Yikes. Kerry King and Robb Flynn Really Used to Hate Each Other

Kerry King by Suelen Pessoa via Wikipedia. Robb Flynn by kallerna via Wikipedia
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Every friendship has its ups and downs, but ho boy, Slayer’s Kerry King and Machine Head‘s Robb Flynn sure have had a rollercoaster ride of a relationship over the past few decades.

Back in 2002, Kerry (as he is ought to do), publicly aired some negative feelings about Machine Head’s musical output at the time. King, never one to hold back his true thoughts, isn’t afraid to call out his friends and peers publicly when he feels like their music isn’t up to snuff.

Robb understandably took issue, posting a rant on Machine Head‘s website at the time that was a pointed bashing of King, stating:

“The other day, someone asked me what I think of Kerry King from Slayer always trashing Machine Head and me. You want to know what I think? I think the guy’s a jerk. I think the guy’s a lard ass. I think the guy’s eaten so many cheeseburgers lately his brain is starting to clog up, and he can’t think straight anymore.

And, I think it’s really hard to get offended when the guy who’s talking trash about you looks like Right Said Fred with a beard, and wears ass-less leather chaps. I mean, c’mon!? The guy wears ass-less leather chaps!!!? Where I live in San Francisco, that’d be Kerry Queen.

Make no mistake about it, I am a huge Slayer fan. Not a Kerry fan. But hell,.. The way I look at it, I take pleasure in knowing that by doing absolutely nothing, we can be such a source of irritation to one man.”

The mud slinging between the two carried on for a few more years, until Machine Head and Slayer played together at a festival in Europe in 2004. Backstage, Flynn attempted to bury the hatchet:

“At first he avoided me for 10 minutes, then I finally went into his area to shake his hand and say, ‘What’s up fucker.’ He was eating a sandwich so he declined the handshake, which didn’t seem weird. He was pretty stand off-ish but we made small talk about the Paris show, and how unbelievably happy they were that the tour was over, then he left to the other room again.

At this point I decided, ‘Hey, I’m gonna try and squash this thing officially, ‘bring it up,’ and kinda break the ice. So I went up to him a second time, extended my hand to shake and said, ‘Hey man, so are we officially done?’ He didn’t shake my hand, just kinda knocked it, and replied sarcastically, ‘Done with what?’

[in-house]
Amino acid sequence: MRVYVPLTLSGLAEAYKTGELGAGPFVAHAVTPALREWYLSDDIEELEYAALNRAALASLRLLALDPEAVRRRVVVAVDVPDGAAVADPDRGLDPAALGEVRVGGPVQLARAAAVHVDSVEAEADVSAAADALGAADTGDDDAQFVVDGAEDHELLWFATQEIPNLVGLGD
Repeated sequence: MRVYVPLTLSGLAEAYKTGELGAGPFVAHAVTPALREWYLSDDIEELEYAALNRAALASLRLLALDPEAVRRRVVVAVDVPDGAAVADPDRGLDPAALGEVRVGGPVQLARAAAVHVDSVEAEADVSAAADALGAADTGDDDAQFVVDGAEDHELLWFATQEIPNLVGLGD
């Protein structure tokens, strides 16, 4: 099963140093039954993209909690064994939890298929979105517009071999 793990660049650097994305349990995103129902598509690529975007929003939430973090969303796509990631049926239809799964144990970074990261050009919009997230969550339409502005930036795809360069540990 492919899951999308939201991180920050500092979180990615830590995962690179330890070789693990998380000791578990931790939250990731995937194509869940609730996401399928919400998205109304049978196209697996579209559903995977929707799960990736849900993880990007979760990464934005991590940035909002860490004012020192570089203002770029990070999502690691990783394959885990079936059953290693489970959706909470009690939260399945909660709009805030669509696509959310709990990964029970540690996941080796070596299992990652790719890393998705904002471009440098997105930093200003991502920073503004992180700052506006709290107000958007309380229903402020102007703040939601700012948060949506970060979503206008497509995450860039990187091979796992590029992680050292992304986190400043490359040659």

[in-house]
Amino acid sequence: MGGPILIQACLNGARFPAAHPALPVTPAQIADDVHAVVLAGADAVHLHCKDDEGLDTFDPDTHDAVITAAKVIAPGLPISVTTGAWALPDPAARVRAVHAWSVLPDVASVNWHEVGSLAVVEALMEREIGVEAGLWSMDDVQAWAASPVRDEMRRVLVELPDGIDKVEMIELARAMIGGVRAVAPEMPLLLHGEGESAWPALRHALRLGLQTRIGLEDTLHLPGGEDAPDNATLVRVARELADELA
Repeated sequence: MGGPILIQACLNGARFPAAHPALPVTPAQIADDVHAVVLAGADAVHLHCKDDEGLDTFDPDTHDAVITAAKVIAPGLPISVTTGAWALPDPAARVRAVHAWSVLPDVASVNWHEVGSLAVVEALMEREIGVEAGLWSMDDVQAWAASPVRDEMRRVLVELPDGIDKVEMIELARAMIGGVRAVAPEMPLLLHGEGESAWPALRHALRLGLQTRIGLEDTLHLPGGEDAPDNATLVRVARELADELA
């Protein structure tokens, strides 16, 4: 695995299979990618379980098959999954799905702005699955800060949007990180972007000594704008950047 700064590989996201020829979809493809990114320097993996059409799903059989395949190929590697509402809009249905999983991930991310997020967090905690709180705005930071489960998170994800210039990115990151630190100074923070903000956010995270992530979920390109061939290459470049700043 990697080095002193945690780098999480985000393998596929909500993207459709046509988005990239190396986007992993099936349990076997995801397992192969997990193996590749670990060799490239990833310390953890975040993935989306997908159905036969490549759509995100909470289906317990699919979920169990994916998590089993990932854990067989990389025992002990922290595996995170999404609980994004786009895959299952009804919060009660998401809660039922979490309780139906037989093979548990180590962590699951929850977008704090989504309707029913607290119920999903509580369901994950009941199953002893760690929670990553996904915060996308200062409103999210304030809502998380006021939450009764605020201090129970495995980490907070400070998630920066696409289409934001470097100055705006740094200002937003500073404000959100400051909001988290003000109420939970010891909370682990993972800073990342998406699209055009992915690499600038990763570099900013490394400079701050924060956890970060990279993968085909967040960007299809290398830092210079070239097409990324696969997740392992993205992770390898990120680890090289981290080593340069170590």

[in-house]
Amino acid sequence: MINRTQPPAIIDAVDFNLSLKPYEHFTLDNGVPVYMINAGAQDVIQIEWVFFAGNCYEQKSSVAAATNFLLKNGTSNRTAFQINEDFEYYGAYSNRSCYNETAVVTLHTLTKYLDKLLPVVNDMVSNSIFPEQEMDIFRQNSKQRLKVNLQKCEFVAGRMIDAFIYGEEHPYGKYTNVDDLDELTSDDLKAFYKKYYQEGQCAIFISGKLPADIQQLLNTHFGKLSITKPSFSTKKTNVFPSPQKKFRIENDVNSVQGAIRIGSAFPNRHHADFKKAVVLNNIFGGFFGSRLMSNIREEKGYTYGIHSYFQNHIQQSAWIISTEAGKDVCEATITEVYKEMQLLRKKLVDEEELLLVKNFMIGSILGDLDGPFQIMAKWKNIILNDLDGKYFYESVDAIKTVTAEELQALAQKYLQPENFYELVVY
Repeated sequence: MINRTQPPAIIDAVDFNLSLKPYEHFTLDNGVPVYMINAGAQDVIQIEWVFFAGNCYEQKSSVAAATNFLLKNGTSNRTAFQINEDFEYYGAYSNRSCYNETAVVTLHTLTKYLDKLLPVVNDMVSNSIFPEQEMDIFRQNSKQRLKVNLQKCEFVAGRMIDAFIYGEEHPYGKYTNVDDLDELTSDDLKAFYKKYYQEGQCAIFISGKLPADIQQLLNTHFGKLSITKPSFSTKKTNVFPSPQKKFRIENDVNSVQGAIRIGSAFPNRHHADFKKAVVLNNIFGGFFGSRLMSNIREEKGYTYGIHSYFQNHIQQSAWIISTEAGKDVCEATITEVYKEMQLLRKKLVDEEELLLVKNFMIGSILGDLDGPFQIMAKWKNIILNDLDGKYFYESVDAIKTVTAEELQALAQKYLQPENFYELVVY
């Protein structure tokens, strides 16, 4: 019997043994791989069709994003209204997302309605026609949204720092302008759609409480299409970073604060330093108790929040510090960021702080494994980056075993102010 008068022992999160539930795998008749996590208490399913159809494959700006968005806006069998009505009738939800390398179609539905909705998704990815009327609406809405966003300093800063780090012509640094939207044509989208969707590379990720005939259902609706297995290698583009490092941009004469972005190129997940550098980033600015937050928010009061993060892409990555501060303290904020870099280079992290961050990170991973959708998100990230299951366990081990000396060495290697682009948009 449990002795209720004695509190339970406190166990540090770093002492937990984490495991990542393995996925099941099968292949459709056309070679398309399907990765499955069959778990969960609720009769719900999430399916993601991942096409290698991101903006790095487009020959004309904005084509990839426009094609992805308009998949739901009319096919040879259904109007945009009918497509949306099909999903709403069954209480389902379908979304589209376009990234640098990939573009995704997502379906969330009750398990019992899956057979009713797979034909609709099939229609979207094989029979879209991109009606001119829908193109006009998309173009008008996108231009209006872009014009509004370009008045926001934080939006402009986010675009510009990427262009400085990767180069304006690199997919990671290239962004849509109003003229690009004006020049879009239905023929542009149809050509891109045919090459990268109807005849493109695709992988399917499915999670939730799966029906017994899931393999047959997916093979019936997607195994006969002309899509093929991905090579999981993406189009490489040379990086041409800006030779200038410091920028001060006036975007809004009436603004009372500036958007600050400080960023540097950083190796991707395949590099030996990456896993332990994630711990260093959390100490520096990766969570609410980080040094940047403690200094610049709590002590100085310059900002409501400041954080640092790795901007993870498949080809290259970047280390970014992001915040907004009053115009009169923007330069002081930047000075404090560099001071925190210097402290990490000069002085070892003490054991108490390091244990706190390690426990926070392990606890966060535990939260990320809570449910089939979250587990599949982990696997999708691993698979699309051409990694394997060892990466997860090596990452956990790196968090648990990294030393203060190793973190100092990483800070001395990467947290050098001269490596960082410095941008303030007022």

I said, ‘Done with our little spat,’ he said, ‘It was never a spat with me,’ I said, ‘Then shake my hand, and call it a day,’ he gave me a smarmy look and said, ‘No.…’ I said, ‘You’re not gonna shake my hand?’, he pursed his lips, shook his head and said, ‘…No.’

I just stood there for a few seconds, kinda like… what? I took a deep breath, exhaled, and was like ‘Alright man, whatever…’ I wished him safe travels, he said, ‘Thanks…’ I left the room…

And I expected him to be the bigger man about this whole thing, and I guess that was just a little too much to expect.”

The Apology?:

Fast forward to 2008. Machine Head drops The Blackening, their return to form and still heralded as one of their best albums. And King took notice. In a Midwest Metal interview, he explained that he had decided to bury the hatchet with Flynn, stating:

“I mean if I have a problem with you, I have a problem with you. When that whole thing went down [with Machine Head] I essentially blackballed him [Robb Flynn] and his band for, like ten years. And one day it was, like, enough is enough. You guys are making killer records, and if I ever want to have a tour with them, I want to be able to talk with them. [Laughs] That new record [‘The Blackening’] is kick-ass.”

Friends Again:


Now thankfully, per a recent interview with Metal Globe, it seems that Flynn and King have been able to keep it together these past few years, seemingly better off now than they ever were.

When asked what it meant to him to tour with Slayer back in the mid 1990’s, Robb had nothing but glowing things to say, and shares his gratitude for Kerry and Slayer for having essentially launched Machine Heads career:

“It was a dream come true… It launched Machine Head into the stratosphere. And I’ve gotta give Kerry King a lot of credit for that, man. He really believed in us and took a shot on us.

I had seen Slayer more than any other band in thrash metal. I used to drive to L.A., to Sacramento, to Fresno. Me and my friends would take road trips to go see [Slayer]. We fucking loved Slayer. And so when we finally got the gig, it was, like, ‘Holy fuck. This is amazing.’ They took us all over Europe; they took us to America. We did five months with Slayer. I got to see 88 free Slayer shows. [Laughs] And I watched every night; there was not a night that I didn’t catch at least even part of the show. And I felt very fortunate for that.”

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